The Student News Site of Washington International School

International Dateline

The Student News Site of Washington International School

International Dateline

The Student News Site of Washington International School

International Dateline

Upper School Students Push for Sexual Education Reform

Demonstrators protesting at the 2017 Women’s March in D.C. Among the crowd were WIS students, who are now advocating for sexual education reform. (Meg Kelly/NPR)

Between three and five million protesters gathered for the 2017 Women’s March on the first full day of Donald Trump’s presidency, according to the Washington Post. The march was a message to Trump’s administration that women’s rights are human rights. 

WIS students were among the crowd gathered in front of the Capitol, waving signs scrawled with feminist and pro-choice slogans: “Keep your rosaries off my ovaries” and “We are not ovary-acting.”

Five years later, WIS students are still driving change. Upper Schoolers are pushing for reform of WIS’s sexual education curriculum and have created a Female Identifying affinity group. 

This student activism stems from several instances of sexual assault off-campus in the 2021-2022 school year.

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A WIS junior, Student A, recounted her experiences of assault by a fellow student. The first time she was assaulted, she was under the influence of alcohol. “I’m tired, I’m drunk, I want to take care of myself,” Student A said. “He just flips me over and he’s on top, so I can’t get out. And it’s just happening.” 

During a second encounter when she was sober, he assaulted her again. “He [kept] doing all these things to try and manipulate me into letting him use my body,” she said. “Unfortunately, he did end up getting what he wanted. And that was so hurtful and I am so disgusted by the entire situation.”

Student A told friends about her experience, but chose not to go to the administration. After experiencing assault, students may be uncertain of the resources available to them.

If they do not want to directly contact the administration, they have access to a Health & Wealthness resource board on OnCampus with links to hotlines and educational websites.

Furthermore, each year, the school brings in guest speakers from Planned Parenthood and other sexual health organizations to present at assemblies. Moreover, Middle School seminar includes classes on sexual health and anatomy. 

If students require one on one support, they can speak to Upper School Counselor Kelsey Morgan or Middle School Counselor Marilyn Wilson Odhiambo. 

However, some students are unaware of these resources. 

When another junior, Student B, was sexually assaulted, she decided against going to the administration because she didn’t know what support they could provide. “They should just be more explicit about what the action is that they would take and what the consequences would be,” she said. 

She was assaulted off-campus by two WIS students. “One of these people grabbed my hand and brought me into the closet, and started making out with me and just taking advantage of the situation,” Student B said. “I was not in a state where I was able to consent. And I think that they knew that, but chose to do it anyway.”

Had Student B informed a faculty member of her assault, the adult would have been required to report the information to the administration. Every WIS employee who interacts with students is a mandated reporter, which means that they are required under federal law to report sexual assault and any other form of child endangerment.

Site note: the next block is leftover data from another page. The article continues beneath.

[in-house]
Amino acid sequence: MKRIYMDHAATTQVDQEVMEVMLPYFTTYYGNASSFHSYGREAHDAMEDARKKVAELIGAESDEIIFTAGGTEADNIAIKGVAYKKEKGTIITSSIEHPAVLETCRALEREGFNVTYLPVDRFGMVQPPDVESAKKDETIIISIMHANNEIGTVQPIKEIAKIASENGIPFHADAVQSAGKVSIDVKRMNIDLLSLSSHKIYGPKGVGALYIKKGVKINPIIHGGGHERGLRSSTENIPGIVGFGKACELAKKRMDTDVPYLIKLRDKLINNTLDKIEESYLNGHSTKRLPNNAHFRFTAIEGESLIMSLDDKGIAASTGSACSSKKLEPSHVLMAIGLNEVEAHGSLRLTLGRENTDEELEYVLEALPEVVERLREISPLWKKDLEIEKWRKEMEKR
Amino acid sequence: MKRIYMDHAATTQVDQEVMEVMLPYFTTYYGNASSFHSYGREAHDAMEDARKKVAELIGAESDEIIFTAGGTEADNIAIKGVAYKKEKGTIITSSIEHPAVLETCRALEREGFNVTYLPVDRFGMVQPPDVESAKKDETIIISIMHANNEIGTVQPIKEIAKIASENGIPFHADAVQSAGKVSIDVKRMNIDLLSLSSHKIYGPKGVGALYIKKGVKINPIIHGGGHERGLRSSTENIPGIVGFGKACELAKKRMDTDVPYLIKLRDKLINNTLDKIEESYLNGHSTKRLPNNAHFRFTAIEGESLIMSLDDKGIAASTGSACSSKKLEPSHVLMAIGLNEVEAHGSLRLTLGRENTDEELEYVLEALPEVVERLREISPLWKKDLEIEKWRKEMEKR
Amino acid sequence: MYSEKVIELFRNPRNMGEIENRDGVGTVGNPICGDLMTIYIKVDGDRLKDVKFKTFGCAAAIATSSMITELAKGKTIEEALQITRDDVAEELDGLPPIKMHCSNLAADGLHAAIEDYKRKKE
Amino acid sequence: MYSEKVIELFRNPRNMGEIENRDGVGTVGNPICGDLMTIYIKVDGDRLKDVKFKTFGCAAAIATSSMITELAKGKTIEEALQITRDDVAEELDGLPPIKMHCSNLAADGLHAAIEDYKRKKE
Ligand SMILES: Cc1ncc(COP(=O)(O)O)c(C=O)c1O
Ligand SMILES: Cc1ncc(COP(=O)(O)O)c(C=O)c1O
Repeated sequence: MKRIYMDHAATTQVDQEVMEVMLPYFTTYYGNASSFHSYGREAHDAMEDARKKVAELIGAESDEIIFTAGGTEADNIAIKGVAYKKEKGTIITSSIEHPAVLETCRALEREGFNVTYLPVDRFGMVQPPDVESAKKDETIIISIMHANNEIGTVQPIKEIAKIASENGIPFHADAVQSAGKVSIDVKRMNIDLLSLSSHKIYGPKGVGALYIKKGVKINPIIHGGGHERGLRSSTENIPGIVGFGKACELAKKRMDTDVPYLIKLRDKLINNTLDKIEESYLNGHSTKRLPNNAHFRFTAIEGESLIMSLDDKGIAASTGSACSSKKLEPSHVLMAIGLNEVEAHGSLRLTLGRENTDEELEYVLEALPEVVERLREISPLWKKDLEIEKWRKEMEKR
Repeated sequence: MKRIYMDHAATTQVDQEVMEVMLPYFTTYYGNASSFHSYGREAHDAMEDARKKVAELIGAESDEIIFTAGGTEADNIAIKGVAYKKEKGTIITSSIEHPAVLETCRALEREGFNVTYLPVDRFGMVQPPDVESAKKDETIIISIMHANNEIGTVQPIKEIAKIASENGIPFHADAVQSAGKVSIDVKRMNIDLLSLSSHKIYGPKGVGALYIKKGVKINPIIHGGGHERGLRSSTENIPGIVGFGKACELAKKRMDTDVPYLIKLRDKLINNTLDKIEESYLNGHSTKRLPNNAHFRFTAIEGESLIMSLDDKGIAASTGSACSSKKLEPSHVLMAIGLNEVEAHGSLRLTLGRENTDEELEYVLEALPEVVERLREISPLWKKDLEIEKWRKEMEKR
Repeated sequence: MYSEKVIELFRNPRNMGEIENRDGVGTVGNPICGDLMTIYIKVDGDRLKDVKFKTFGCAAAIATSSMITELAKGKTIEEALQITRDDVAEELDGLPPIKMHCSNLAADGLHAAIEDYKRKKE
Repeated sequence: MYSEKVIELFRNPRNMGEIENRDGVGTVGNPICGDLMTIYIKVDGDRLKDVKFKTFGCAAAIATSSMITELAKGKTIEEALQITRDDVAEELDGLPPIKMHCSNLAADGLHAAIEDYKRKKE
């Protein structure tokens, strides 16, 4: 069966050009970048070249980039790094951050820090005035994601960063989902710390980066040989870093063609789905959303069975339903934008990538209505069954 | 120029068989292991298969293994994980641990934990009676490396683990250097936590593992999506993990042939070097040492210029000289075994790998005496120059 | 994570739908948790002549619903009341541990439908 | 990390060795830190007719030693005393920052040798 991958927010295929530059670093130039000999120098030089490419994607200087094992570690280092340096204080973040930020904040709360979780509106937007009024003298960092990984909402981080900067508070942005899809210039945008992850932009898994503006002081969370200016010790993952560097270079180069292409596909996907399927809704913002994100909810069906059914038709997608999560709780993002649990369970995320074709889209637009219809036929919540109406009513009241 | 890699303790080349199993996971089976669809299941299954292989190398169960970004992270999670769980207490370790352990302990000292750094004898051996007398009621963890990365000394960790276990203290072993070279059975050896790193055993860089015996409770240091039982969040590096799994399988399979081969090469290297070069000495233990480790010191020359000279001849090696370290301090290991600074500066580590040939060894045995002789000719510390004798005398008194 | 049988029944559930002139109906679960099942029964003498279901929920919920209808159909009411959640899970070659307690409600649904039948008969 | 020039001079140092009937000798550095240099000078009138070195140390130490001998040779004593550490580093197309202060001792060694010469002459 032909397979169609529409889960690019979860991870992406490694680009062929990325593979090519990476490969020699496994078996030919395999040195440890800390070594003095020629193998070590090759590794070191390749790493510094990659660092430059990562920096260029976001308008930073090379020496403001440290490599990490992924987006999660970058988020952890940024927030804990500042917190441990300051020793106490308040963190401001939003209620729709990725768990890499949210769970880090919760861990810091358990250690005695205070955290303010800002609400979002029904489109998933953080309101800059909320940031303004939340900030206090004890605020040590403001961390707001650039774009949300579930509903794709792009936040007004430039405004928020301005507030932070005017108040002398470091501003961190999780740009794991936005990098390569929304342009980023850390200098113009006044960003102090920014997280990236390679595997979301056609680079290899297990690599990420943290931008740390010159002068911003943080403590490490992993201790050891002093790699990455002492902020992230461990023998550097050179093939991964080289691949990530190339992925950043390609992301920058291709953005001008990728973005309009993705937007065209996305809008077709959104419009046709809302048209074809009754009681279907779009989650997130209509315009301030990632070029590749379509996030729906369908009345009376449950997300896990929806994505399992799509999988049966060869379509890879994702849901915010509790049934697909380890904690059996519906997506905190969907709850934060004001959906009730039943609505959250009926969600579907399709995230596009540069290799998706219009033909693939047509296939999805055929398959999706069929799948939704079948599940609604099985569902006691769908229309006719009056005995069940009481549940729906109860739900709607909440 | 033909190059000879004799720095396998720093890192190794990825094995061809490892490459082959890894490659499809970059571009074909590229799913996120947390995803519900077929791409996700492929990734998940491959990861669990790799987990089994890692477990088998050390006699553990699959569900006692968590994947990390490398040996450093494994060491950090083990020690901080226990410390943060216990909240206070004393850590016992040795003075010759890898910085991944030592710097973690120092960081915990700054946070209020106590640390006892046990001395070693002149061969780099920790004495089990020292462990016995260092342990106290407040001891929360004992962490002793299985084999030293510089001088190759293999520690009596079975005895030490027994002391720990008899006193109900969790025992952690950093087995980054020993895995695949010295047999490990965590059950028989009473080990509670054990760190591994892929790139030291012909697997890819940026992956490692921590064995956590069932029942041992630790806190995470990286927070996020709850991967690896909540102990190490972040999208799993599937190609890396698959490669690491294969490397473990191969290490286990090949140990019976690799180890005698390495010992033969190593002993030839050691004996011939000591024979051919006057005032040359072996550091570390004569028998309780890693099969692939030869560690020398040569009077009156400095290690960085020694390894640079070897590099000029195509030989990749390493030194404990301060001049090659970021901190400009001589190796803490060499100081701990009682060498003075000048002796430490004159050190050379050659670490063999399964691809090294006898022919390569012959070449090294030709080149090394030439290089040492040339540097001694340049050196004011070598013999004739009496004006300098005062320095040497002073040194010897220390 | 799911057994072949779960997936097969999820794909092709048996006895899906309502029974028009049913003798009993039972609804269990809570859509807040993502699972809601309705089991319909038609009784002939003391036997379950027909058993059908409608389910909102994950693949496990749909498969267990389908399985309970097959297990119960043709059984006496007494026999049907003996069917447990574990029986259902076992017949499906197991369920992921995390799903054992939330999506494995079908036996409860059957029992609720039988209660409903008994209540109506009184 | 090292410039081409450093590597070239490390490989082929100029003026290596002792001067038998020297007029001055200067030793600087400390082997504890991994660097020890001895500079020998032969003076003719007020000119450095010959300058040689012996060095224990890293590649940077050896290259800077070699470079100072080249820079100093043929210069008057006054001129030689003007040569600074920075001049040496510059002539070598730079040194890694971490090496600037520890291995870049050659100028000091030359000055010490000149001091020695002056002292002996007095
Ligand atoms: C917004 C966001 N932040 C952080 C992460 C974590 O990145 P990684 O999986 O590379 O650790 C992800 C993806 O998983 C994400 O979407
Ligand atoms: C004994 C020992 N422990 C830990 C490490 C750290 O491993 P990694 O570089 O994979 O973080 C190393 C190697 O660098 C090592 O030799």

The school uses the Department of Justice’s definition of sexual assault: “The term ‘sexual assault’ means any nonconsensual sexual act proscribed by Federal, tribal or State law, including when the victim lacks capacity to consent.”

If the assault happens off campus, it is the family’s decision whether or not to report it to the police. The school supports whatever action the family chooses to take.

However, once the administration hears about an instance of sexual assault, they report the information to Child Protective Services (CPS). “It’s not the school’s role, or any educational institution’s role, to judge or jury. It is up to the professionals to decide,” Upper School Principal Sarah Polland said. 

Student A finds that WIS’s role in instances of sexual assault is disappointing. “I do wish the school would take more action, but at the same time, I’m aware it’s difficult and their hands are tied in a sense because of the law,” Student A said.

Nonetheless, the administration has other ways to work with students; they can and have moved students to different classes or advisories per their request to avoid interactions with their assaulter. 

Another junior, Student C, did not go to the administration either about her experience of assault. “He just started kissing me,” she said. “It wasn’t very long, just gross. It was like he was blowing warm air into my mouth. It was so uncomfortable because there were so many people around.”

Afterward, she blamed herself for the assault but eventually realized that it hadn’t been her fault. “Thinking about it now and reflecting on it, I’ve realized that I’d made it pretty obvious and clear to [him] that I didn’t want to,” Student C said.

In light of the several recent instances of sexual assault, juniors Astrid Bergman, Safiya Mugengana and Nina Young suggested a support group for assault survivors to Polland and Morgan. A separate group of seniors proposed the same idea to the administration.

Mugengana felt that this group was needed to support survivors of sexual assault, in addition to the resources already provided by the school. “There wasn’t any safe space for victims of sexual assault,” she said. “There’s only the options of moving classes [so the survivor isn’t in class with their assaulter], talking to Morgan [or] filing a police report which… adds more scrutiny on the survivor who literally just wants support.”